As a disclaimer, when evaluating commentaries, I always want to know whether the author fears God enough to faithfully convey the meaning of Scripture, or whether he's going to cave to social pressure and teach what society wants to hear. Jesus sharply rebuked the Scribes and Pharisees for their fine way of setting aside the word of God, in favor of their own man-made traditions. So I always ask myself, "What does this commentary say about God's will for the roles of men and women in society?" Usually, the answer to that question will reveal who the author fears most. From the beginning, Dr. Himes admits he has approached the topic of 1 Peter 3:1-6 "with some nervousness", trying "not to alienate those who might have a different interpretation" (Himes, 2017, Author's Preface). Ironically, Himes begins by correctly observing that "While abuse undoubtedly took place [in Bible times], it seems significant that Peter did not believe it necessary to address the possibility of abuse toward the wife in 1 Peter 3:1–6 like he did with the household slave in 1 Peter 2:18–21. (Himes, 2017, 1 Peter 3:1-6). Nevertheless, he then marches forward to insert lengthy warnings against "Spousal Abuse” into the study. Conceding to feminist Betsy Bauman-Martin, Himes cautions, "We must address that this passage has the potential to be used to justify the sin of physical, emotional, or sexual abuse." For this, he blames and excoriates men who are "abusers, who will take any excuse to assert their pseudo-masculinity". He warns, "this is not as rare as we would like to think" (Himes, 2017, 1 Peter 3:1-6). This conveys to me, the impression he agrees with feminists that men who want to lead their families should be lectured, cautioned, and generally viewed with suspicion. Contrary to 1 Timothy 2:11-15 (where Paul states he does "not allow" women to teach or exercise authority over a man, based not on the culture of the day, but on God's order in creation and woman's role in the fall), Himes recommends we read Bible theology taught by feminist women like Bauman-Martin, Caryn Reeder, Catherine Gonzalez, Heibert (who "follows" the teaching of Susan Foh), and Jeannine Brown. Caryn Reeder adopts Elisabeth Schüssler Fiorenza's femnist "hermeneutics of suspicion" against patriarchal social orders, to "guard against their potential for domination and abuse" (Reed, 2012). While 1 Peter tells wives to submit without fear, these feminists teach that women should treat the concept of male authority as both suspicious and potentially dangerous. While Dr. Himes doesn't necessarily agree with feminist Bauman-Martin on every point (he at least doesn't agree it was Peter's intent to encourage abuse), he further concedes that Bauman-Martin "well states" there is a difference between "the patriarchal (mis)interpretation" of the letter, and how the "original readers" may have interpreted it. I take this to mean he agrees with the feminist position that a "patriarchal" interpretation of the passage is a "(mis)interpretation" (Himes, 2017, 1 Pe 3:1-6). It appears to me that Himes lends credibility to the views of feminists, by devoting much of what he writes on 1 Peter 3:1-6, to their concerns, objections, and skepticism about the passage, and male authority in general. When it comes to the instruction for husbands, however, (1 Peter 3:7), we see no such warnings or "cautions" directed to wives. There isn't the slightest hint of a presumption that wives might ever be known to take legal advantage of their husbands. Instead, it again turns negative against men, presuming they are potential abusers, and that they need to be cautioned. Statistically, it has been stated that 80% (some judges claim it's 90% or higher) of men who commit violent crimes, rape, or otherwise abuse women, come from households where there was no father, and they were raised instead, by the ideology of their single mother. We also know that 80% of divorces are initiated by women. We're told the problem is "toxic masculinity" and "abuse", but it's more likely the absence of masculinity in the household, due to the actions of the wife, that results in men becoming abusers of women. It is not uncommon for women to divorce their husbands, just because they think they can do better. The courts are more likely to give her custody of the children and possession of the house. The man is sent out with nothing, to start over, while he watches his wife having relations with another man, and then turning his children against him. I'm so sick and tired--when the Bible plainly teaches the role God wants for men and women in society, and when this clearly states women are supposed to respect and voluntarily submit to their husbands--of instead hearing endless lectures about how men should be presumed as potential abusers, and shamed as tyrannical despots, if they dare to think God wants them to operate as the head of the family. The Lexham Research Commentary on 1 Peter claims to be "a commentary on the commentaries". It promises to 1) Save you "valuable time by curating all the best literature in one place", 2) "synthesize a broad range of views on a particular passage", 3) distill "dense, jargon-filled research...into easy-to-understand comments", and 4) "place the passage within the narrow context of the biblical book and the broader context of the entire cannon." Dr. Hime's own preface states his objectives as, [1] to point pastors and lay people "to the best resources available in Logos that deal with 1 Peter", [2] "to cover all the major difficult and controversial portions of the epistle, without generally coming "to a conclusion", [3] to provide graduate students with a "next level" layer of research", and [4] to "deal with the practical application of 1 Peter for modern Christian living". While I believe Dr. Himes has somewhat met the goals set by the Lexham Research Commentary, I cannot recommend this volume. It is my understanding that he condones women teaching men, and that he shows more fear of feminist objections to the plain teaching of Scripture, than he does to admitted knowledge Peter himself, never made the presumptions feminists propose. For a set of commentaries that better meets the stated goals of the Lexham Research Commentaries, I heartily recommend the "Exegetical Summaries Series": Cited Works Paul A. Himes, 1 Peter, ed. Douglas Mangum, Elizabeth Vince, and Abigail Salinger, Lexham Research Commentaries (Bellingham, WA: Lexham Press, 2017. The Enemy In The Household: Family Violence in Deuteronomy and Beyond", Baker Academic, Grand Rapids, MI, 2012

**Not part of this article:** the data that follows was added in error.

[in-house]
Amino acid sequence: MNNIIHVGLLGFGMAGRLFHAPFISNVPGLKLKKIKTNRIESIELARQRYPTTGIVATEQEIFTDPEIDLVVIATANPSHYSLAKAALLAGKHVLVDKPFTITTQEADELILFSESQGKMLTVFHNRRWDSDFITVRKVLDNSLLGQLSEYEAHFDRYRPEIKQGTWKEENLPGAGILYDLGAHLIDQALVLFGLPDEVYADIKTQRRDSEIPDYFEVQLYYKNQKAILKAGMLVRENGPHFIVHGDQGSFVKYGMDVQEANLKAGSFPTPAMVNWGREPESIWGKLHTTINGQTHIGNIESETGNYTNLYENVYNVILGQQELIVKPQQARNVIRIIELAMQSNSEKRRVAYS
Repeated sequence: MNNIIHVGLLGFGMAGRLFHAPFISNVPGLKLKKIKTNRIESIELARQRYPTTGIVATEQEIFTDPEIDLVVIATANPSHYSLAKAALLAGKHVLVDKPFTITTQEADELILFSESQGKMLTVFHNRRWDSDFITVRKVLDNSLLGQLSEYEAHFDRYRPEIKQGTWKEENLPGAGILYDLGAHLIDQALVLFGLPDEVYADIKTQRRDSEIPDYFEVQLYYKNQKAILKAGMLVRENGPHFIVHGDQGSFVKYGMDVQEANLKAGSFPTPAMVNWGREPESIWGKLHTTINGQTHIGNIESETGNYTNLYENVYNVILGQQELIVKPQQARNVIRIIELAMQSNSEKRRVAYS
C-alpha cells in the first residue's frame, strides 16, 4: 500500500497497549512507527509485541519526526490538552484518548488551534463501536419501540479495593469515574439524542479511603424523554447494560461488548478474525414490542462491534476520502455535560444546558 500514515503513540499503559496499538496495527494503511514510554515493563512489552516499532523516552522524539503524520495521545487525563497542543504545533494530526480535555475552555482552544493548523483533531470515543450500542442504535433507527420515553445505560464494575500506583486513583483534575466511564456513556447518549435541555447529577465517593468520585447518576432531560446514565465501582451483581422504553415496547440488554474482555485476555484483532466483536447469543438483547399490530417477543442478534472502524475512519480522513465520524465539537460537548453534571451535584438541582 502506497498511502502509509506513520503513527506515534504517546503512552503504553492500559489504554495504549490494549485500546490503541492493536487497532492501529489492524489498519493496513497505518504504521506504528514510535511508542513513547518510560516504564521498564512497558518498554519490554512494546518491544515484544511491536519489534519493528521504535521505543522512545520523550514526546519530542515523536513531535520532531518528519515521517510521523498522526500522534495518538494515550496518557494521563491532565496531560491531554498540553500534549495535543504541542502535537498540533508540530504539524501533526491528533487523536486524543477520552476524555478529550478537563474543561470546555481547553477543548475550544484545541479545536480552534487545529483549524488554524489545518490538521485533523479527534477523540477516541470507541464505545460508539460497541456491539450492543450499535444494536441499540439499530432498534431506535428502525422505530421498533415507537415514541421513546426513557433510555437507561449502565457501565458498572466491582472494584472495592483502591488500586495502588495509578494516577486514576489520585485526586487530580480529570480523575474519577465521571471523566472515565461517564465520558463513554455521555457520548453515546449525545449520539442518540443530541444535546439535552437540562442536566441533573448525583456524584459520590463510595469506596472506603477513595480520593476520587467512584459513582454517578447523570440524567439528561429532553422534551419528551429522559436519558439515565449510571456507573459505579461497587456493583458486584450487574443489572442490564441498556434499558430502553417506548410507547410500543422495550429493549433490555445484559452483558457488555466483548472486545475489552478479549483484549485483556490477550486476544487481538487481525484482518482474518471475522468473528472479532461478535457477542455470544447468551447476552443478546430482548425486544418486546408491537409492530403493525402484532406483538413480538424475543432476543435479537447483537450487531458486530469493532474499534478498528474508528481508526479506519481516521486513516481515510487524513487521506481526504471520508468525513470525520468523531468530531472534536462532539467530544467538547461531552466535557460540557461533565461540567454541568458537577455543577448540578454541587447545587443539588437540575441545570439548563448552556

7. Billy Avery

    Billy Avery


  8. Rev. Dr. K. Robert Schmitt
  9. Joe Marshall

    Joe Marshall


  10. Timothy Miller
    Great idea to summarize the scholarship on an issue.